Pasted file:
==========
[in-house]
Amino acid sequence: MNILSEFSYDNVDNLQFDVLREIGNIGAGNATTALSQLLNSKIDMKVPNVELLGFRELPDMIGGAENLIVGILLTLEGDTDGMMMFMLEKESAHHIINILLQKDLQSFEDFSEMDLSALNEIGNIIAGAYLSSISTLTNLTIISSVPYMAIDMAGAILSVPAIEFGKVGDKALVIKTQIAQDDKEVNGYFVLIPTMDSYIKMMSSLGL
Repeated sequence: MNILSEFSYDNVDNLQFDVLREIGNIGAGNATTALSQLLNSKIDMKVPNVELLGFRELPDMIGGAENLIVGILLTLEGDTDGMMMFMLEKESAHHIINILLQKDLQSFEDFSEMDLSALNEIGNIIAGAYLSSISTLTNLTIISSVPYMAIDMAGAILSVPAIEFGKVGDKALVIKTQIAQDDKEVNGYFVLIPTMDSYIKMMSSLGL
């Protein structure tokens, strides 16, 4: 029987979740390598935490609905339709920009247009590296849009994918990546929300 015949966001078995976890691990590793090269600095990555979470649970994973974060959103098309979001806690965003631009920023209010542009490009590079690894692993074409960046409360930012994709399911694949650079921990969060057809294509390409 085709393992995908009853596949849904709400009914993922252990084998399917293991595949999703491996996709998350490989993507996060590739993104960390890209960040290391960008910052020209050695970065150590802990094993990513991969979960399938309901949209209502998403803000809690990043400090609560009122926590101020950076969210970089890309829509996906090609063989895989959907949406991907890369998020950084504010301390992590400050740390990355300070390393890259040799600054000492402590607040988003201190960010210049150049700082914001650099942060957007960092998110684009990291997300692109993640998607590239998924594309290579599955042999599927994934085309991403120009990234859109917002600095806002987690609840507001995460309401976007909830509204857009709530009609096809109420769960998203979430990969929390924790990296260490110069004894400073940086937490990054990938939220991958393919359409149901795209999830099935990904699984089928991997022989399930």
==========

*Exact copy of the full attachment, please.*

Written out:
[in-house]
Amino acid sequence: MNILSEFSYDNVDNLQFDVLREIGNIGAGNATTALSQLLNSKIDMKVPNVELLGFRELPDMIGGAENLIVGILLTLEGDTDGMMMFMLEKESAHHIINILLQKDLQSFEDFSEMDLSALNEIGNIIAGAYLSSISTLTNLTIISSVPYMAIDMAGAILSVPAIEFGKVGDKALVIKTQIAQDDKEVNGYFVLIPTMDSYIKMMSSLGL
Repeated sequence: MNILSEFSYDNVDNLQFDVLREIGNIGAGNATTALSQLLNSKIDMKVPNVELLGFRELPDMIGGAENLIVGILLTLEGDTDGMMMFMLEKESAHHIINILLQKDLQSFEDFSEMDLSALNEIGNIIAGAYLSSISTLTNLTIISSVPYMAIDMAGAILSVPAIEFGKVGDKALVIKTQIAQDDKEVNGYFVLIPTMDSYIKMMSSLGL
């Protein structure tokens, strides 16, 4: 029987979740390598935490609905339709920009247009590296849009994918990546929300 015949966001078995976890691990590793090269600095990555979470649970994973974060959103098309979001806690965003631009920023209010542009490009590079690894692993074409960046409360930012994709399911694949650079921990969060057809294509390409 085709393992995908009853596949849904709400009914993922252990084998399917293991595949999703491996996709998350490989993507996060590739993104960390890209960040290391960008910052020209050695970065150590802990094993990513991969979960399938309901949209209502998403803000809690990043400090609560009122926590101020950076969210970089890309829509996906090609063989895989959907949406991907890369998020950084504010301390992590400050740390990355300070390393890259040799600054000492402590607040988003201190960010210049150049700082914001650099942060957007960092998110684009990291997300692109993640998607590239998924594309290579599955042999599927994934085309991403120009990234859109917002600095806002987690609840507001995460309401976007909830509204857009709530009609096809109420769960998203979430990969929390924790990296260490110069004894400073940086937490990054990938939220991958393919359409149901795209999830099935990904699984089928991997022989399930």